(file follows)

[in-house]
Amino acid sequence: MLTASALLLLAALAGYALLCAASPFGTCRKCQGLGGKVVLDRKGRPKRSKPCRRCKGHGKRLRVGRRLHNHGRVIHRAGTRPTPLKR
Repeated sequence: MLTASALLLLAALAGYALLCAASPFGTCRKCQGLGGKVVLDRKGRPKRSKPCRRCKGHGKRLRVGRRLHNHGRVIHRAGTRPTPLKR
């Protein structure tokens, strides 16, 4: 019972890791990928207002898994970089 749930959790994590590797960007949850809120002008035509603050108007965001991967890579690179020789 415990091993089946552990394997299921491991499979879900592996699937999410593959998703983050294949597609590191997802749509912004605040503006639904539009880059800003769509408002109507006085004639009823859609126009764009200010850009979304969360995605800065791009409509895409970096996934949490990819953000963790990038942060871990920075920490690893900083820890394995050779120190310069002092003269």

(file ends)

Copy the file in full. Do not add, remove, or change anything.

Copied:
[in-house]
Amino acid sequence: MLTASALLLLAALAGYALLCAASPFGTCRKCQGLGGKVVLDRKGRPKRSKPCRRCKGHGKRLRVGRRLHNHGRVIHRAGTRPTPLKR
Repeated sequence: MLTASALLLLAALAGYALLCAASPFGTCRKCQGLGGKVVLDRKGRPKRSKPCRRCKGHGKRLRVGRRLHNHGRVIHRAGTRPTPLKR
């Protein structure tokens, strides 16, 4: 019972890791990928207002898994970089 749930959790994590590797960007949850809120002008035509603050108007965001991967890579690179020789 415990091993089946552990394997299921491991499979879900592996699937999410593959998703983050294949597609590191997802749509912004605040503006639904539009880059800003769509408002109507006085004639009823859609126009764009200010850009979304969360995605800065791009409509895409970096996934949490990819953000963790990038942060871990920075920490690893900083820890394995050779120190310069002092003269």